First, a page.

This is the third installment of the AMOEBLOG featuring Amoeba Dogs (dogs in some way closely connected to Amoeba Music -- usually the pets and best friends of Amoeba Music employees in the Hollywood, Berkeley, or San Francisco stores.) The three fine canines featured in this AMOEBADOG blog are Cugat and Stella (that is Stella pictured left), both of whom are the best friends of Oliver (Amoeba Music floor manager and electronic music buyer) and also Suki, who is the pet and best friend of Brandi Shearer, the Amoeba Music recording artist who recently released the album Close To Dark and who, you will recall from the last Amoeba Dog Blog Part II, knitted a doggie sweater for Amoeba Dog Melina.
I asked both Brandi and Oliver to talk a little about their respective pooches: the basics, such as what breed, age or weight the dogs might be and also how they originally got their canines (something that is often really interesting, I find). I also asked them both what their dogs really mean to them and if they have any significant impact on their lives.
CUGAT & STELLA
Oliver shared with the AMOEBLOG that Cugat (pictured right) should never be judged by his diminutive scale, warning, "Cugat at four years old may only weigh in at a mere 3.2 pounds, but [he] can scare you off just as much as any Pitbull.
Cugat was named after Xavier Cugat, because the band leader kept a tiny Chihuahua in his pocket while performing," said Oliver. "Cugat is a four year old purebred Chihuahua and Stella is a two year old Jack Russell/Chihuahua mix."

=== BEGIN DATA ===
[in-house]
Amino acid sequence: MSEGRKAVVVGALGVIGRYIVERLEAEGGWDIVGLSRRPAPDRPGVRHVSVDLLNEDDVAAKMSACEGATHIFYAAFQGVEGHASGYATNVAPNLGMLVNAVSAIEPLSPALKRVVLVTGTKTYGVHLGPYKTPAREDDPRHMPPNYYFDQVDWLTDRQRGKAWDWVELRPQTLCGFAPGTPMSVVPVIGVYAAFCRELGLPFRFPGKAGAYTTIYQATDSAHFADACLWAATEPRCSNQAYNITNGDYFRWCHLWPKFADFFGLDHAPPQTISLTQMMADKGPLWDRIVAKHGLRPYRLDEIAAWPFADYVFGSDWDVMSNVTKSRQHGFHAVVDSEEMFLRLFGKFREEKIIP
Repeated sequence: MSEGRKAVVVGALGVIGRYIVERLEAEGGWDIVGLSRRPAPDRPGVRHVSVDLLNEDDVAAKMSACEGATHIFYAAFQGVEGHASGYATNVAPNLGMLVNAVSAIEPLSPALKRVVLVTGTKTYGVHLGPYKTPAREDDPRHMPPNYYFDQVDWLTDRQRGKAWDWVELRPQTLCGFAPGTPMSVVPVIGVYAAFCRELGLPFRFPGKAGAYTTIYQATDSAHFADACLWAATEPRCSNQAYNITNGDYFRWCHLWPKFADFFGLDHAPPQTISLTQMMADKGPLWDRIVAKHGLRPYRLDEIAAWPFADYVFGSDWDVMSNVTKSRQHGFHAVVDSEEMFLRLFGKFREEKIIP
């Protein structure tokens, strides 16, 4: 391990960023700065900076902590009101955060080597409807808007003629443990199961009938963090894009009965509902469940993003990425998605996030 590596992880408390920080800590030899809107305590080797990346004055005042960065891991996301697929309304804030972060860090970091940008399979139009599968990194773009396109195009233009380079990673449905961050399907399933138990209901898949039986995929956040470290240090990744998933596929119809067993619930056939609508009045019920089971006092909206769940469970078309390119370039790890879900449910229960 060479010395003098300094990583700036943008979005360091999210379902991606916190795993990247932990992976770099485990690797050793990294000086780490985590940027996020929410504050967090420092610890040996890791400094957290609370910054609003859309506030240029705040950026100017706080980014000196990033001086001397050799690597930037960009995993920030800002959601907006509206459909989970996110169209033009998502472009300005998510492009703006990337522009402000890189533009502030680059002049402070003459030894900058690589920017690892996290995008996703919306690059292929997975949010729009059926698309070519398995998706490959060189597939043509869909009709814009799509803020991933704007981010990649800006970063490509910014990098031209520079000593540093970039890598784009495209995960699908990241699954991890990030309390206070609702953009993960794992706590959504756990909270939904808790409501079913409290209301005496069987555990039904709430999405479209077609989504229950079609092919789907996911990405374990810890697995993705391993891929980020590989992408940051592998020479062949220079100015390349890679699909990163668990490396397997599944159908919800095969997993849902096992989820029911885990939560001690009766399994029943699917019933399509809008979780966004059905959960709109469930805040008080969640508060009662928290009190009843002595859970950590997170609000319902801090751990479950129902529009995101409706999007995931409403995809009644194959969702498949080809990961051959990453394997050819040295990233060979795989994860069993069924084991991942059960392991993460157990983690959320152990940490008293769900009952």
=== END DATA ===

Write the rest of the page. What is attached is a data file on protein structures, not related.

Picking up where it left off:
And as to how Oliver came about getting his two dogs? "We wanted a small dog and Cugat was about as small as they come. He was so tiny as a puppy. He weighed .75 pounds...I wouldn't even hold him as I thought I could break him. Stella came along a few years later as a companion for Cugat. And they are best friends."
And as for what impact, if any, the dogs have on his life? "A lot more walks," laughed Oliver.
"I found Suki nine years ago at the Peninsula Humane Society in San Mateo . . . she bit my finger through the bars of her wire cage and barked non stop. For reasons I cannot explain, this led me to believe that she was the dog for me. The heart knows itself best, I suppose," said Brandi of her dog.
"The staff assured me that she would grow to be a compact 40 pounds or so, and nine months later she was tipping the scales at a muscular, long-legged 85. I had a big apartment at the time and I figured she was simply taking advantage of all that space. Determined to avoid the dreaded all brawn no brains label, Suki developed her cognitive skills by learning to outsmart me in nearly every area of our relationship. Notably, I have yet after all these long years been able to find or fashion a garbage can situation that defies her craftiness. You might be saying, but Brandi, you have opposable thumbs and highly evolved frontal lobes -- can you not think of SOMETHING to keep your dog from breaking into the garbage? And I would reply to you without a trace of irony, No. I am, it seems, just too stupid to do that.
I can only assume that if Suki wasn't so obsessed with the garbage and had applied herself to other mysteries in life, she might have found a cure for cancer by now. Certainly she could help out around here by doing my taxes or something. But the garbage is her passion, her pride -- she is the Mozart of refuse. Despite our small differences, we are the best of friends. She is my constant companion, my ice-breaker, my always-good-for-laugh on dark days, my alert look-out while camping, my ever-willing dinner date, my sweet, cunning, beautifully big girl. And I got all that for the price of one demolished garbage can a week. Not so bad, really."